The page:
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Tough, New Extension Cords

The right extension cord brings the plug to the project—safely

power cords
Photo by Nicholas Eveleigh
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Whether you're dusting off the heirloom ornaments to bring in the yuletide cheer or breaking out the light-up chili pepper garland for this summer's backyard fiesta, consider leaving your old extension cords in the bottom of the box. Those ratty brown wires with their cracked jackets and nonpolarized prongs may have helped you string lights from gutter to gutter for 20 years now, but you're lucky they haven't set the roof ablaze. Old cords cause about 3,300 residential fires a year, usually because they're damaged or overloaded.

New cords, though, are made tough, with outer jackets durable enough to resist water, wear, and cold weather. The best ones bear the Underwriters Laboratories (UL) seal and use 16-gauge wire or thicker. (The smaller the gauge number, the bigger the wire.) Fat 14-gauge cords can feed such hungry amp-eaters as circular saws and leaf blowers, up to 50 feet from the receptacle.

So, before you even think about blowing up that inflatable Santa— or mixing that batch of margaritas—get yourself one of these cords:
Whether you're dusting off the heirloom ornaments to bring in the yuletide cheer or breaking out the light-up chili pepper garland for this summer's backyard fiesta, consider leaving your old extension cords in the bottom of the box. Those ratty brown wires with their cracked jackets and nonpolarized prongs may have helped you string lights from gutter to gutter for 20 years now, but you're lucky they haven't set the roof ablaze. Old cords cause about 3,300 residential fires a year, usually because they're damaged or overloaded.

New cords, though, are made tough, with outer jackets durable enough to resist water, wear, and cold weather. The best ones bear the Underwriters Laboratories (UL) seal and use 16-gauge wire or thicker. (The smaller the gauge number, the bigger the wire.) Fat 14-gauge cords can feed such hungry amp-eaters as circular saws and leaf blowers, up to 50 feet from the receptacle.

So, before you even think about blowing up that inflatable Santa— or mixing that batch of margaritas—get yourself one of these cords:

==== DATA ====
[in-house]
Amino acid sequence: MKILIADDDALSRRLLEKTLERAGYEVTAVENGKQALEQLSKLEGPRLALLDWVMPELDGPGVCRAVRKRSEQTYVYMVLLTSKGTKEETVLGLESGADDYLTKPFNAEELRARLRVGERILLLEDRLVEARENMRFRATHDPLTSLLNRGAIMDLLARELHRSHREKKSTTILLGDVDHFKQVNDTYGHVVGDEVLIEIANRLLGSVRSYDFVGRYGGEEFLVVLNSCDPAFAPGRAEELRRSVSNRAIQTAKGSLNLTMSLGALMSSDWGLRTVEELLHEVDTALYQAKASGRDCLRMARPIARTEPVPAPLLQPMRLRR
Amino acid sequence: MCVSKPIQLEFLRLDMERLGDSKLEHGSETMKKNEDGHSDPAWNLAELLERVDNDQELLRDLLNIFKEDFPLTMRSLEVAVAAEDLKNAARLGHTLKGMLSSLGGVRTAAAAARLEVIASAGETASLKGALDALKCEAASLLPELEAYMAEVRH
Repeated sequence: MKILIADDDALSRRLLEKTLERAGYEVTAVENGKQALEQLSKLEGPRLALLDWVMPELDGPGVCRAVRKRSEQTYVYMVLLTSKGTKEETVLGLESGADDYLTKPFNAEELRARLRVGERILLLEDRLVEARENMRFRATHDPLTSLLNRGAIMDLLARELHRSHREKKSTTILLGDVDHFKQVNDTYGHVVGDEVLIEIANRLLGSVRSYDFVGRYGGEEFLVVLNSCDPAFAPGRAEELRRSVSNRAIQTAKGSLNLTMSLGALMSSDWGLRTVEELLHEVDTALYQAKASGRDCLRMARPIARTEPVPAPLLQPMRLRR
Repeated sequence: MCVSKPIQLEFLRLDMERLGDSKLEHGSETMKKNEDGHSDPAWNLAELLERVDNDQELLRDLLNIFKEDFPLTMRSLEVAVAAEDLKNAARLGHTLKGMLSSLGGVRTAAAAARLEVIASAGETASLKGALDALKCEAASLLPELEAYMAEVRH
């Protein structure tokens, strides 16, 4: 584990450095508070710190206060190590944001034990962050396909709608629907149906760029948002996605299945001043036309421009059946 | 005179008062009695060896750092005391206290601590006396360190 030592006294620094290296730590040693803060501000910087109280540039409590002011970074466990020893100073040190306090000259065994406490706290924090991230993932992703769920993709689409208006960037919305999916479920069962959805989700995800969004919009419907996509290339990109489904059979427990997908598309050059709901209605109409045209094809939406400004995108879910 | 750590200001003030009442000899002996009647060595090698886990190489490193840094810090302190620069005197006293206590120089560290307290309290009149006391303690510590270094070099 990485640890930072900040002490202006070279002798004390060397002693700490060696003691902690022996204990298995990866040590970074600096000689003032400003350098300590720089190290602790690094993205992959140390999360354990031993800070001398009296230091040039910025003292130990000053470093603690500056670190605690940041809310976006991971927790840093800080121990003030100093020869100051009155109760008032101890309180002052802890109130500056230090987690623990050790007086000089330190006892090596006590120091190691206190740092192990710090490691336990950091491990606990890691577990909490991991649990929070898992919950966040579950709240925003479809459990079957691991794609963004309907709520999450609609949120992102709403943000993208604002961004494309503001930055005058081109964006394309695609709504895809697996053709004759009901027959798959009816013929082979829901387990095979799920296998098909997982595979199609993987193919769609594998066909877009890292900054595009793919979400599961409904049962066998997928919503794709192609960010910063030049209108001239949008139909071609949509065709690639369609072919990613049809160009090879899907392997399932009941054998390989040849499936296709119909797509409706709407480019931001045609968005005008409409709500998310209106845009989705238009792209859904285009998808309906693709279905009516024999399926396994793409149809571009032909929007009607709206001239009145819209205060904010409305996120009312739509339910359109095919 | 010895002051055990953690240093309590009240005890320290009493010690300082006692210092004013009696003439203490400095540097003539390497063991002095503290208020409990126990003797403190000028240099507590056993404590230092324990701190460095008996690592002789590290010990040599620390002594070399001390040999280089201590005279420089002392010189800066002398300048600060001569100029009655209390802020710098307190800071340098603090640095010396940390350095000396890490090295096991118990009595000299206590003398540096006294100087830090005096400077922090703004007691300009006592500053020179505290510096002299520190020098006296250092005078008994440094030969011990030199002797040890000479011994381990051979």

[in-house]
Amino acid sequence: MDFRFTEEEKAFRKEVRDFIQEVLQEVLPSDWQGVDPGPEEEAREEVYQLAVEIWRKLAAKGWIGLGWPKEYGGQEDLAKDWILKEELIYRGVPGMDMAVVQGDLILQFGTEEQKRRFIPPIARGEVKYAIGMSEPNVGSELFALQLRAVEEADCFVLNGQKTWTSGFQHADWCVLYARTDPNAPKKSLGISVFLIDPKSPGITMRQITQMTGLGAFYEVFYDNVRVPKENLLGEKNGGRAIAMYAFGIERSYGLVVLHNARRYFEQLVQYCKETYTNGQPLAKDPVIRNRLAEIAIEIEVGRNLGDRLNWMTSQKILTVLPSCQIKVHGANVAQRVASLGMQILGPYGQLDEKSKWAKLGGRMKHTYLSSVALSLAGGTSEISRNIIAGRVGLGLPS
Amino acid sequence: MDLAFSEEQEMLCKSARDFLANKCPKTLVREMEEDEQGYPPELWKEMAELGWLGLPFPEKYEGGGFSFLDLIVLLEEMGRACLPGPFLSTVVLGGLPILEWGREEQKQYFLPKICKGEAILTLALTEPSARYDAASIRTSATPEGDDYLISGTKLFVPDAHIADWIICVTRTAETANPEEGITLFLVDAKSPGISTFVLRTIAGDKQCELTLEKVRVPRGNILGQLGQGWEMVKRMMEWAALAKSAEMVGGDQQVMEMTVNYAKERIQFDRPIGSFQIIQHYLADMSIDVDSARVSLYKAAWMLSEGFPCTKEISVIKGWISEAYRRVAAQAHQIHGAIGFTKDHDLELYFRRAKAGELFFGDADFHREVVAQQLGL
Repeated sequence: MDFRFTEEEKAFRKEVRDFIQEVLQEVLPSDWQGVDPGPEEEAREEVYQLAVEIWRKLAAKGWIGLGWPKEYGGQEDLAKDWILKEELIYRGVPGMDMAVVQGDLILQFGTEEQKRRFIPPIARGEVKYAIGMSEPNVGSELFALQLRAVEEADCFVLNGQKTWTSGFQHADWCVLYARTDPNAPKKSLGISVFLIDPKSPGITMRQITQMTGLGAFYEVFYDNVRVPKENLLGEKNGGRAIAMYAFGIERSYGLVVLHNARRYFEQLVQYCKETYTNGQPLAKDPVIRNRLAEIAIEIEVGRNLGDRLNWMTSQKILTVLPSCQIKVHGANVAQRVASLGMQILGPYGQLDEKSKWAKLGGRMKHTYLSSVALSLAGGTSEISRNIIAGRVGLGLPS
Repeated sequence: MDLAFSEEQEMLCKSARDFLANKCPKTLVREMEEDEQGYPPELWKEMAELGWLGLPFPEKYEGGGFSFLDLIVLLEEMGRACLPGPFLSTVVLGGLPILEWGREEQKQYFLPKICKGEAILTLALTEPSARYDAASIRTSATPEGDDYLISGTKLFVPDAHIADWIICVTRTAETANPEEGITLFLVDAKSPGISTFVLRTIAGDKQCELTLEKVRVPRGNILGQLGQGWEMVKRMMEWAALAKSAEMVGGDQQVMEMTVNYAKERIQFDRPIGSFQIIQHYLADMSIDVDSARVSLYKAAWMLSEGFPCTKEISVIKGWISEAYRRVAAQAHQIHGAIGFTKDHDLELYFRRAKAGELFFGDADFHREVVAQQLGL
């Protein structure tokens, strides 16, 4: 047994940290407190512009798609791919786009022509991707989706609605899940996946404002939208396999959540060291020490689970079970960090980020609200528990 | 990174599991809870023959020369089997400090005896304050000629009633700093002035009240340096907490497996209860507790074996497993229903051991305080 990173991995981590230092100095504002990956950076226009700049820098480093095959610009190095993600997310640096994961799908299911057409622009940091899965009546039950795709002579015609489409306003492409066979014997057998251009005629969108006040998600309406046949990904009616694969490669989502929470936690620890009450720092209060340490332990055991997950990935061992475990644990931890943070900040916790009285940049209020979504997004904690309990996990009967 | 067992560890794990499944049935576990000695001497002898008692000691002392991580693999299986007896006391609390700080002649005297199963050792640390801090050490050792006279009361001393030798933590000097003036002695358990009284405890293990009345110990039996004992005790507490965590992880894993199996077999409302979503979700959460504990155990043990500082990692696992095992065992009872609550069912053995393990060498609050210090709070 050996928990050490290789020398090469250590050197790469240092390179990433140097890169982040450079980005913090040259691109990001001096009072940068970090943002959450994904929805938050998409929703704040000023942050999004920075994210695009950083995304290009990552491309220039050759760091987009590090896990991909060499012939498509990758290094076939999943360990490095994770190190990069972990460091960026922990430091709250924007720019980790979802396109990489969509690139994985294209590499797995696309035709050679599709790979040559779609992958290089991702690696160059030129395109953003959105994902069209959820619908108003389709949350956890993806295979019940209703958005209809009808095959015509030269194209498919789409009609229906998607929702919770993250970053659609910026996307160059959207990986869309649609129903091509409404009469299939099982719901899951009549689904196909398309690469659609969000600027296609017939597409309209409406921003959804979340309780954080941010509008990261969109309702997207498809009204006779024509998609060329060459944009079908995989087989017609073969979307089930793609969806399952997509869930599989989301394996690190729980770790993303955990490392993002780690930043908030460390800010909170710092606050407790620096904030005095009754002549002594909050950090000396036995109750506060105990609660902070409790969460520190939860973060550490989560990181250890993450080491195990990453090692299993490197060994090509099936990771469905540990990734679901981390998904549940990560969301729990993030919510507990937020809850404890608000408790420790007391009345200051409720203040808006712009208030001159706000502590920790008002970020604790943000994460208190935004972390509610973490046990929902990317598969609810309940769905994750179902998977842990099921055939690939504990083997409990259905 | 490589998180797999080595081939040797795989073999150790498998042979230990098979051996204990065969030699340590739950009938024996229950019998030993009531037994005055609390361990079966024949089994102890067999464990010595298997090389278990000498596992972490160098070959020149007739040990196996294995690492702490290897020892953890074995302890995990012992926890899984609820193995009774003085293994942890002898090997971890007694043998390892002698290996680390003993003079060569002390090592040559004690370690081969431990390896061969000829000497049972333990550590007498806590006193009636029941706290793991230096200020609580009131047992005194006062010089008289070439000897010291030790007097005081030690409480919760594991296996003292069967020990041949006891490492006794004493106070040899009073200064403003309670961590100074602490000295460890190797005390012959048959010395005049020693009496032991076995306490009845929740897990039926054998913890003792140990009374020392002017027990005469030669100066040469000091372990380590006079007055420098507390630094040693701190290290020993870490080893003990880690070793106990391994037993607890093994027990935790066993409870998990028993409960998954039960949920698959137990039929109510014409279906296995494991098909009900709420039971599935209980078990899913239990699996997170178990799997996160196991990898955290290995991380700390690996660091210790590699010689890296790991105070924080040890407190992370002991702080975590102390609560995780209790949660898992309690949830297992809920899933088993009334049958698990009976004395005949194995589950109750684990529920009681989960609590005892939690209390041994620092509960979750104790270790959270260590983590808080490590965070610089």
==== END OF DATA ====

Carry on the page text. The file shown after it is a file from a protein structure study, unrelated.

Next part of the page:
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Decoding The Cord

 

Decoding The Cord

calamari cord
Photo by Nicholas Eveleigh
Calamari ConnectionReaching beyond the confines of a boxy power strip, where the receptacles are never far enough apart, Power Squid's five tentaclelike cords make plug-in access easy and protect electronics from power surges
About $27; Power Squid
That inscrutable string of letters on the packaging (SJTW, SJOW, etc.) offers critical information about the extension cord inside. Here's a quick explanation of the meanings:

AWG: American Wire Gauge. Designates wire diameter. The lower the number, the thicker the wire.

W: Withstands wet and cold conditions outdoors.

T: Thermoplastic/vinyl jacket. Inexpensive, but stiffens in cold and is more vulnerable than rubber.

E: Elastomeric rubber jacket. Resists abrasion and stays flexible in cold.

O: Oil-resistant. Safe for garage floors.

SJ: Junior Service. The cord you'll find on store shelves. Indicates a heavy-duty, rubber-insulated copper wire with a 300-volt capacity.

Limits on Length

The current-carrying capacity of an extension cord diminishes as it gets longer. For tools that draw 10 amps or less, a 16-gauge cord up to 100 feet long will suffice. But tools that use between 11 and 15 amps need at least a 14-gauge cord no more than 50 feet long. Here are sample minimum cord sizes for some common tools:

Circular saw (15 amps): 14 gauge
Reciprocating saw (13 amps): 14 gauge
Leaf blower (12 amps): 14 gauge
Chain saw (10 amps): 16 gauge
Lawn mower (8 amps): 16 gauge
 
 

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